Let me make it clear — again — I am not an e-cig proponent. BUT, I have read and heard enough anecdotal evidence to accept that they may help SOME people quit smoking. And while e-cigs are not entirely harmless, nor are they anywhere nearly as toxic as cigarettes.  Do, I think they should be regulated? Absolutely. The FDA is doing this and importantly, is banning sales to minors. Do I think their marketing should be regulated? Absolutely. The FDA is NOT doing this, but should. Do I think they need to be banned? No, I’m not on board with that yet.

The article decries that Big Tobacco is getting into the e-cig business. I don’t see this as either a bad thing or a good thing. I see it as an inevitable thing.

Big Tobacco has lost billions in sales in the U.S. and the rest of the West in the past 25 years as smoking rates have plummeted, and lately smoking rates among young people, which had stubbornly refused to drop, finally starting dropping dramatically about four or five years ago.

Big Tobacco is a lot of things, evil, venal, amoral, etc., but it isn’t stupid. The execs see the future, and the future is, cigarette sales in the West will never remotely approach where they were 30 years ago, and will continue to decline. So, what are they doing? Diversifying. Into e-cigs. It’s capitalism, love it or hate it.


NPR story: Kids are harvesting the tobacco for cigarettes and getting sick doing it

NPR photo — Eddie Ramirez, 15

Outstanding story from NPR today; really powerful stuff.

Listen to the NPR report here.

Kids, some as young as 12 years old, are helping to harvest tobacco crops through much of the South. NPR interviewed Eddie Ramirez, a Honduran kid who picks tobacco with his migrant family in the South:

“In the mornings, tobacco is wet because of the dew and, like, the rows are narrow and the tobacco is really big. You just feel like you’re suffocating or can’t breathe really well,” he says. “You just want to stop and not do it no more.”

Well, all that tobacco is absolutely leaking nicotine, and as I’ve talked about especially a lot lately, nicotine is actually poisonous, especially to kids. So, these young kids are absorbing nicotine through the hands and skin by working in the tobacco fields all day (Remember a story I posted about a woman ending up in the emergency room because she fell asleep on a bottle of liquid nicotine for her e-cigarette and got severe nicotine poisoning because it was absorbed into her system through skin contact?)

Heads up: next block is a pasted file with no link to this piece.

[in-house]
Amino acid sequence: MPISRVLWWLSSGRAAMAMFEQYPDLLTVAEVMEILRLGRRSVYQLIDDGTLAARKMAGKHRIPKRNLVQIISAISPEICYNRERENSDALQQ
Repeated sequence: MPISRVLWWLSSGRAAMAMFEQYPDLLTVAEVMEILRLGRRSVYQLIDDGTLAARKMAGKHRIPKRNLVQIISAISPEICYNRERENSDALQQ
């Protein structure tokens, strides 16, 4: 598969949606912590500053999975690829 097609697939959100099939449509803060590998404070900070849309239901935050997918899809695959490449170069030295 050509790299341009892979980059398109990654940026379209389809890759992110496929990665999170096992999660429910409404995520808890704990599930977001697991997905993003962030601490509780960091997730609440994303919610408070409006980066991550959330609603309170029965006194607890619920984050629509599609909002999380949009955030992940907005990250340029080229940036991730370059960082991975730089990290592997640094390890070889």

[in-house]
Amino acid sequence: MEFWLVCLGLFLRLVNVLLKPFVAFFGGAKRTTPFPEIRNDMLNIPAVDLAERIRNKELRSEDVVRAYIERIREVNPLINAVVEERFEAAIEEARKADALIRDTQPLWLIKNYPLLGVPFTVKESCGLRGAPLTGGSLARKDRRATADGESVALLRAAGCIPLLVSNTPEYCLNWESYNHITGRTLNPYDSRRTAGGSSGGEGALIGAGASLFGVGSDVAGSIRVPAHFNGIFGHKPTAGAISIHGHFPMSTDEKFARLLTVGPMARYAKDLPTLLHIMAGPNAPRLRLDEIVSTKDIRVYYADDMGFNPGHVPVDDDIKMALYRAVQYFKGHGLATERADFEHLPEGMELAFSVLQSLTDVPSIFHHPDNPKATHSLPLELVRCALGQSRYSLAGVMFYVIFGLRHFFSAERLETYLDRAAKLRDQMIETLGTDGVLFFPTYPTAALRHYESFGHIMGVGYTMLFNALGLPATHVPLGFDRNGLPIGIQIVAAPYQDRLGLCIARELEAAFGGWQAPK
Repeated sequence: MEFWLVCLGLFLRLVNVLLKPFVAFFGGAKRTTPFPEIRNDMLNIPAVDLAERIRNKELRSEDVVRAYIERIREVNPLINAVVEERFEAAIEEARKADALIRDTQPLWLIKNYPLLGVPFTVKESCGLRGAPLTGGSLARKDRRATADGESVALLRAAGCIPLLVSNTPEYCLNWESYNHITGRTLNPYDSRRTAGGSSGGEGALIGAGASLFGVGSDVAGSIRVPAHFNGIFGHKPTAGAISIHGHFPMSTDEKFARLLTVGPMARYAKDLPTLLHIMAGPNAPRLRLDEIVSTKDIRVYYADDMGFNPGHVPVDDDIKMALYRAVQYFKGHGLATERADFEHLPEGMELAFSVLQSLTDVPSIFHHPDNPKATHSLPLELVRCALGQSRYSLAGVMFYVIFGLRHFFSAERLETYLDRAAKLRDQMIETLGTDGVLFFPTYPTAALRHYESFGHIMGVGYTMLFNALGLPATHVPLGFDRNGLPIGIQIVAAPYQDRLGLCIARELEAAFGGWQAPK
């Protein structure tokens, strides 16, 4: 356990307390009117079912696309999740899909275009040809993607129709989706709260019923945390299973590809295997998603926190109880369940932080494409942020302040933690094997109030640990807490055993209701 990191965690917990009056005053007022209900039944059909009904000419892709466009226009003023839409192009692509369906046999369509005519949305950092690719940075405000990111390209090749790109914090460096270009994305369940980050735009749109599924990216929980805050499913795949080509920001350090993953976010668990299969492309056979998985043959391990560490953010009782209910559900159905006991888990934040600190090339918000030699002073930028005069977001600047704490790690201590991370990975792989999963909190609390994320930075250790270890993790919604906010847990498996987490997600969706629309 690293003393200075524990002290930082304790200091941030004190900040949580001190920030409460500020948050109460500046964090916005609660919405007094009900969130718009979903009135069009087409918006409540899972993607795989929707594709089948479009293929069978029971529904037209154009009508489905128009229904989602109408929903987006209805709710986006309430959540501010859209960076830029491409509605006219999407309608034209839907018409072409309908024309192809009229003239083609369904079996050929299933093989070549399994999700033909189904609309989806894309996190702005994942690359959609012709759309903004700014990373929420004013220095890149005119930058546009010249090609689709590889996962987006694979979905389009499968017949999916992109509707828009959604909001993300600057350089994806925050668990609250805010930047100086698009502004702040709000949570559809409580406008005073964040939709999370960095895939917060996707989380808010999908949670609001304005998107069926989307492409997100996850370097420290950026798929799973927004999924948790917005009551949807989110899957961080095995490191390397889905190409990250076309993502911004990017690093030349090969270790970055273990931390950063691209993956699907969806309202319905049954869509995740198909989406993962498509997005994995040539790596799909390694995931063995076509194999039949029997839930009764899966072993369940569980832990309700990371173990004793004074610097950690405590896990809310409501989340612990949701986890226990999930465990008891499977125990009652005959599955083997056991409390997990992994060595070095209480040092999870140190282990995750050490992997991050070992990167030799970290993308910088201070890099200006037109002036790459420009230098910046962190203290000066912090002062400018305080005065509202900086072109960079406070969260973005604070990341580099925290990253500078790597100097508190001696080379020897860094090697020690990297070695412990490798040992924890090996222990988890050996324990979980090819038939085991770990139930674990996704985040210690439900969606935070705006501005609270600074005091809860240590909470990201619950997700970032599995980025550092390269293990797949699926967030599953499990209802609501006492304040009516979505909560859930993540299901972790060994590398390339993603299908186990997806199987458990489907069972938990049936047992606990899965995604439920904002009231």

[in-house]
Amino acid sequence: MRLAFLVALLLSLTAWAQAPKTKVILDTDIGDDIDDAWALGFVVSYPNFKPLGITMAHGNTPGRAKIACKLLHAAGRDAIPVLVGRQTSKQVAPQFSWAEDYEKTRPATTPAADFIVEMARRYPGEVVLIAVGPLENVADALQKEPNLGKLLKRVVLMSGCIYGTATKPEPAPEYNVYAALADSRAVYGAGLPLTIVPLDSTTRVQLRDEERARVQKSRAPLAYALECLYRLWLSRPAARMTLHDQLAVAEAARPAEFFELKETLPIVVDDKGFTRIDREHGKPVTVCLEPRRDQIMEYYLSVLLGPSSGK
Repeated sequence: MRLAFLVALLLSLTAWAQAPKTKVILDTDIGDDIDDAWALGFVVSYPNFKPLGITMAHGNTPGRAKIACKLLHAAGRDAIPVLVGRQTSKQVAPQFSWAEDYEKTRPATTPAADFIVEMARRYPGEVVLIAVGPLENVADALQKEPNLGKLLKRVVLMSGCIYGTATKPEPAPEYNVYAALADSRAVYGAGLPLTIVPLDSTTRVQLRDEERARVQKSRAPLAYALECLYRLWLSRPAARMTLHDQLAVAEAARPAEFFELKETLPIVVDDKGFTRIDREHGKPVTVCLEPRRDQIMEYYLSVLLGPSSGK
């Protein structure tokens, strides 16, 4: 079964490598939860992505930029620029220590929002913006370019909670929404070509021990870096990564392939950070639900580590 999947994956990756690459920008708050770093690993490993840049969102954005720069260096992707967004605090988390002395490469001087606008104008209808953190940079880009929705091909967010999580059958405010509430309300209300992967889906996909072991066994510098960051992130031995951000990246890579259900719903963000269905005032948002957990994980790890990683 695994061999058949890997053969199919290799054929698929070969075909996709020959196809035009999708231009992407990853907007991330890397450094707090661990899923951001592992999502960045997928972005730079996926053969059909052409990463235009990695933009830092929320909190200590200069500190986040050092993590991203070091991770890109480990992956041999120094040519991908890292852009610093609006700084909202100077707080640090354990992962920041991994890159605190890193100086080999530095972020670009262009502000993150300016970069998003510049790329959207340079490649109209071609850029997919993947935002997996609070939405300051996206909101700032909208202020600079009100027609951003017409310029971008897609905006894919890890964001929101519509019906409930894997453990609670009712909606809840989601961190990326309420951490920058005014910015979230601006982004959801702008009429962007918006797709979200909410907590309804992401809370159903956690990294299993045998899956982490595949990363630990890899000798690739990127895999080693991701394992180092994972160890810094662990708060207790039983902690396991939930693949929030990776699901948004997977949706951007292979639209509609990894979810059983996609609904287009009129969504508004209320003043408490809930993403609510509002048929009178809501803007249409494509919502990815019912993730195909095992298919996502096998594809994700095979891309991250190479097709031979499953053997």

In the NPR article:

“We found that the overwhelming majority of kids we interviewed got sick while they were working in tobacco fields with nausea, headaches, dizziness, lightheadedness,” says Human Rights Watch researcher Margaret Wurth. “And many of the symptoms they reported are consistent with acute nicotine poisoning, which happens when workers absorb nicotine through their skin.”


A group called Human Rights Watch interviewed more than 100 children who work in tobacco fields, but has no idea how many kids are really doing this … and possibly getting sick from it. The group is calling for the end of using child labour in tobacco fields, and is calling on Big Tobacco to take a more active role in stopping it.

Of the 133 kids interviewed by HRW, more than 66 percent reported feeling sick with symptoms consistent with nicotine poisoning; 73 percent report getting sick in the fields with other symptoms.

Just awful story, and it’s being enabled by the Labor Department, which refused under political pressure (gosh, from where, I wonder? RJR and Philip Morris, no doubt)  to implement tougher work standards for employers hiring crews to work in tobacco fields.

Anyway, a great story that sheds a light on something that needed to be exposed, and needs to stop.


Committee votes to allow tobacco sales on military bases


A loss for the anti-tobacco crowd.

They had been a proposal to ban tobacco sales on military bases (not smoking, but sales), but the House Armed Services Committee (obviously stacked with Republicans) did the opposite, approving a measure to specifically protect tobacco sales on military bases. (Had to use a Stripes link, because the only other stories I found were Washington Times and Fox News. I don’t post links to the Moonie Times or Faux News.).

Rep. Duncan Hunter of California, a former Marine, said:

young servicemembers should have the right to smoke or chew, and lawmakers who support base tobacco bans should “just outlaw war” because it also damages servicemember health.

OK, fair enough, I guess, except the proposal never said that service people couldn’t smoke or use tobacco products on bases; it just said that these products couldn’t be sold on the bases. So, that is a false analogy, I think. By protecting tobacco sales on military bases, you aren’t doing the service people any favours, you’re just making it easier for Big Tobacco.



Smoking can both cause arthritis and make it worse


You know, when I first got into this racket five or six years ago, I would have never believed smoking — in particular heavy smoking — actually not only can cause arthritis, it makes arthritis far worse for the people who develop it.